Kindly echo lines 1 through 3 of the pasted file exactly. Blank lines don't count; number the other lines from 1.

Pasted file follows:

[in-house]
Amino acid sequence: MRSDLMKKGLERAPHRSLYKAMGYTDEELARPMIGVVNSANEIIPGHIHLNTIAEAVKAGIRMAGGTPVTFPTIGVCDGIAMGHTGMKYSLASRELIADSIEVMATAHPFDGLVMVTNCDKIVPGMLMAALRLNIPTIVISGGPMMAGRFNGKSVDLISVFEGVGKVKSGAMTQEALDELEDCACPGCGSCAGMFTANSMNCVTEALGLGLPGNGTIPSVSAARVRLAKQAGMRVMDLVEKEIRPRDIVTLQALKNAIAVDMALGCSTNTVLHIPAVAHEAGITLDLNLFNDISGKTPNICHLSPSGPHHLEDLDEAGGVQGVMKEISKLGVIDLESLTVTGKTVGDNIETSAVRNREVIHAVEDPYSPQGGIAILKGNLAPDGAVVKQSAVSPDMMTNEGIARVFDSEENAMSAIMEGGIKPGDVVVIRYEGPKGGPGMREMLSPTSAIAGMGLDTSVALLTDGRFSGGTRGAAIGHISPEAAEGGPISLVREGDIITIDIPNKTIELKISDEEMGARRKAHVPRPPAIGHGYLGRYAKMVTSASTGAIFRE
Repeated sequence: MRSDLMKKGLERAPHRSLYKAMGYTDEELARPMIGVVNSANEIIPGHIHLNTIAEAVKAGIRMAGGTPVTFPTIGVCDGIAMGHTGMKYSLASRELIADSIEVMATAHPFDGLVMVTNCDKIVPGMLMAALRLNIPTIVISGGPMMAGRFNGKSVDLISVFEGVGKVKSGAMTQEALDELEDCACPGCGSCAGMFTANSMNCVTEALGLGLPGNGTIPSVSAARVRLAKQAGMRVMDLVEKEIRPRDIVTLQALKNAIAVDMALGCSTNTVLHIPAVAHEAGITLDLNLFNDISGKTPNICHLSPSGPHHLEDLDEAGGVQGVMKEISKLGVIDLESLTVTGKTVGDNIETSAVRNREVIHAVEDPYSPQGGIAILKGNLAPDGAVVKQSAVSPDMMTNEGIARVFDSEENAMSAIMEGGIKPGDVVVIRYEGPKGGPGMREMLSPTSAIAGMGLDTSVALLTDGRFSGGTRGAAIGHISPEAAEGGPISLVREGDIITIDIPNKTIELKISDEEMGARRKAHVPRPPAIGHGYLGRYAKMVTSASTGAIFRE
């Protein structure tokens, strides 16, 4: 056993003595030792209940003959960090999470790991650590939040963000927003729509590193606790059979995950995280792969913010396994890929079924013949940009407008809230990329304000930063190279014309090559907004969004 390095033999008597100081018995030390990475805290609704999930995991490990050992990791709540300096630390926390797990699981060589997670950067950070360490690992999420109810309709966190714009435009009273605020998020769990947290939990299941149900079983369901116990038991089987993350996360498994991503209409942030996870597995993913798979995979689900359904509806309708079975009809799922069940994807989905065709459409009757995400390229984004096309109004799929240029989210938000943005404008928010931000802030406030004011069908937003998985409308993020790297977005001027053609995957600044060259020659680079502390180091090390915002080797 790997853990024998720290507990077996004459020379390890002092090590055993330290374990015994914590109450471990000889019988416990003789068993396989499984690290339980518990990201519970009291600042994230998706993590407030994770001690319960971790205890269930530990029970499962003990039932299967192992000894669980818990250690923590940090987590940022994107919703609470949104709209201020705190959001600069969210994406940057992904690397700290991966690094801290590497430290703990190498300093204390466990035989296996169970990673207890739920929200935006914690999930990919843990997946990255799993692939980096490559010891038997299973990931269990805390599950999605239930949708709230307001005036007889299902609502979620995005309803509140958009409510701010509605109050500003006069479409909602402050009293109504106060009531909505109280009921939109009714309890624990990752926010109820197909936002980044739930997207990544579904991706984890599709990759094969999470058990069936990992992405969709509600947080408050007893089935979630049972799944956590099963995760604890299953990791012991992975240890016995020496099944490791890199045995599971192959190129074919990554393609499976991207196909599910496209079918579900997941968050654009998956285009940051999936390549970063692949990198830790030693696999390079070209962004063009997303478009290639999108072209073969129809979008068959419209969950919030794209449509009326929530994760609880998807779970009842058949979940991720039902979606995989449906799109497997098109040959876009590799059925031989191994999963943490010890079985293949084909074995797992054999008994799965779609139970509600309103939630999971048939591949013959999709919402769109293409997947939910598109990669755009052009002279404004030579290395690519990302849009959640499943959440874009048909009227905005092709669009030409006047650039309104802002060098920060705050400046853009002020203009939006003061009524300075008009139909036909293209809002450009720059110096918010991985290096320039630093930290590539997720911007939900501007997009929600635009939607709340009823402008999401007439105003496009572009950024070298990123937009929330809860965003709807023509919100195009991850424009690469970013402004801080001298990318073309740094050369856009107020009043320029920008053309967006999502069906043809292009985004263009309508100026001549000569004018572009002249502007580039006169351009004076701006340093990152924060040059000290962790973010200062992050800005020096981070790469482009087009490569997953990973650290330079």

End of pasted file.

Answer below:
[in-house]
Amino acid sequence: MRSDLMKKGLERAPHRSLYKAMGYTDEELARPMIGVVNSANEIIPGHIHLNTIAEAVKAGIRMAGGTPVTFPTIGVCDGIAMGHTGMKYSLASRELIADSIEVMATAHPFDGLVMVTNCDKIVPGMLMAALRLNIPTIVISGGPMMAGRFNGKSVDLISVFEGVGKVKSGAMTQEALDELEDCACPGCGSCAGMFTANSMNCVTEALGLGLPGNGTIPSVSAARVRLAKQAGMRVMDLVEKEIRPRDIVTLQALKNAIAVDMALGCSTNTVLHIPAVAHEAGITLDLNLFNDISGKTPNICHLSPSGPHHLEDLDEAGGVQGVMKEISKLGVIDLESLTVTGKTVGDNIETSAVRNREVIHAVEDPYSPQGGIAILKGNLAPDGAVVKQSAVSPDMMTNEGIARVFDSEENAMSAIMEGGIKPGDVVVIRYEGPKGGPGMREMLSPTSAIAGMGLDTSVALLTDGRFSGGTRGAAIGHISPEAAEGGPISLVREGDIITIDIPNKTIELKISDEEMGARRKAHVPRPPAIGHGYLGRYAKMVTSASTGAIFRE
Repeated sequence: MRSDLMKKGLERAPHRSLYKAMGYTDEELARPMIGVVNSANEIIPGHIHLNTIAEAVKAGIRMAGGTPVTFPTIGVCDGIAMGHTGMKYSLASRELIADSIEVMATAHPFDGLVMVTNCDKIVPGMLMAALRLNIPTIVISGGPMMAGRFNGKSVDLISVFEGVGKVKSGAMTQEALDELEDCACPGCGSCAGMFTANSMNCVTEALGLGLPGNGTIPSVSAARVRLAKQAGMRVMDLVEKEIRPRDIVTLQALKNAIAVDMALGCSTNTVLHIPAVAHEAGITLDLNLFNDISGKTPNICHLSPSGPHHLEDLDEAGGVQGVMKEISKLGVIDLESLTVTGKTVGDNIETSAVRNREVIHAVEDPYSPQGGIAILKGNLAPDGAVVKQSAVSPDMMTNEGIARVFDSEENAMSAIMEGGIKPGDVVVIRYEGPKGGPGMREMLSPTSAIAGMGLDTSVALLTDGRFSGGTRGAAIGHISPEAAEGGPISLVREGDIITIDIPNKTIELKISDEEMGARRKAHVPRPPAIGHGYLGRYAKMVTSASTGAIFRE